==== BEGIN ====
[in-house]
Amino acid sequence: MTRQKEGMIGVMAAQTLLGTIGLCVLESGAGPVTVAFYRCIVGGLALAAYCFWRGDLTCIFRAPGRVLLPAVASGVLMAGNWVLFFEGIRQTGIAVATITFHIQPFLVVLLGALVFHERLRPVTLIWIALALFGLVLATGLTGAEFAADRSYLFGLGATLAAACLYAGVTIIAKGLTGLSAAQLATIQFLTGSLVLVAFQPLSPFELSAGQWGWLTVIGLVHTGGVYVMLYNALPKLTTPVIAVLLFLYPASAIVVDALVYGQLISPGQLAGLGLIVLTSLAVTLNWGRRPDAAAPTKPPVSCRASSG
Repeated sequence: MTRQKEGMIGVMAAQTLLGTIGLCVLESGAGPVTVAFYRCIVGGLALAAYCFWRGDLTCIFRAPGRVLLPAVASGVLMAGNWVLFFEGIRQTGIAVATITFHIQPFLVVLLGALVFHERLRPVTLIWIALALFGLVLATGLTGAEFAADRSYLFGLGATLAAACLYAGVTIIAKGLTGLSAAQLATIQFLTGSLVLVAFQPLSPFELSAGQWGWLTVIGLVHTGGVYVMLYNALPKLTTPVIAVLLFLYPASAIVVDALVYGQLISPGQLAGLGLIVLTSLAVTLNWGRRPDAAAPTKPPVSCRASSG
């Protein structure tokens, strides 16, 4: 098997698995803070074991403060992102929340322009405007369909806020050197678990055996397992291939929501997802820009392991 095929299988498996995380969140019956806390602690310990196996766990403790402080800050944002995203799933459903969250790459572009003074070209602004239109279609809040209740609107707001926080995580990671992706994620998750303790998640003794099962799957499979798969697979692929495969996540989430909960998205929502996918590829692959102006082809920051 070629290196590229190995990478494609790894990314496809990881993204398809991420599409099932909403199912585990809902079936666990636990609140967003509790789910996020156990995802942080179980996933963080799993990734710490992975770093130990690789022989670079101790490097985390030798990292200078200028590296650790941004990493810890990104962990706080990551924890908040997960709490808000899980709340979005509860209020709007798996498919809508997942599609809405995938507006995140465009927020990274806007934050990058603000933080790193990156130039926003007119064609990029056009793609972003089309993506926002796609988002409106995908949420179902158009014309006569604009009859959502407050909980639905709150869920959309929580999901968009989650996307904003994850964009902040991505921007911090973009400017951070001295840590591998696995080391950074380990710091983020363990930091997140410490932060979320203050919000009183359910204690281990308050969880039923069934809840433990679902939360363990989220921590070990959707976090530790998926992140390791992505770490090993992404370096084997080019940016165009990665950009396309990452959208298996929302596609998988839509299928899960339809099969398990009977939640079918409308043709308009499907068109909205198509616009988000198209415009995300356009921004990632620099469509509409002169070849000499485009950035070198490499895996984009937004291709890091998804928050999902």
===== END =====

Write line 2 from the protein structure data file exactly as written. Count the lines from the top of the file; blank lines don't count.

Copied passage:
Amino acid sequence: MTRQKEGMIGVMAAQTLLGTIGLCVLESGAGPVTVAFYRCIVGGLALAAYCFWRGDLTCIFRAPGRVLLPAVASGVLMAGNWVLFFEGIRQTGIAVATITFHIQPFLVVLLGALVFHERLRPVTLIWIALALFGLVLATGLTGAEFAADRSYLFGLGATLAAACLYAGVTIIAKGLTGLSAAQLATIQFLTGSLVLVAFQPLSPFELSAGQWGWLTVIGLVHTGGVYVMLYNALPKLTTPVIAVLLFLYPASAIVVDALVYGQLISPGQLAGLGLIVLTSLAVTLNWGRRPDAAAPTKPPVSCRASSG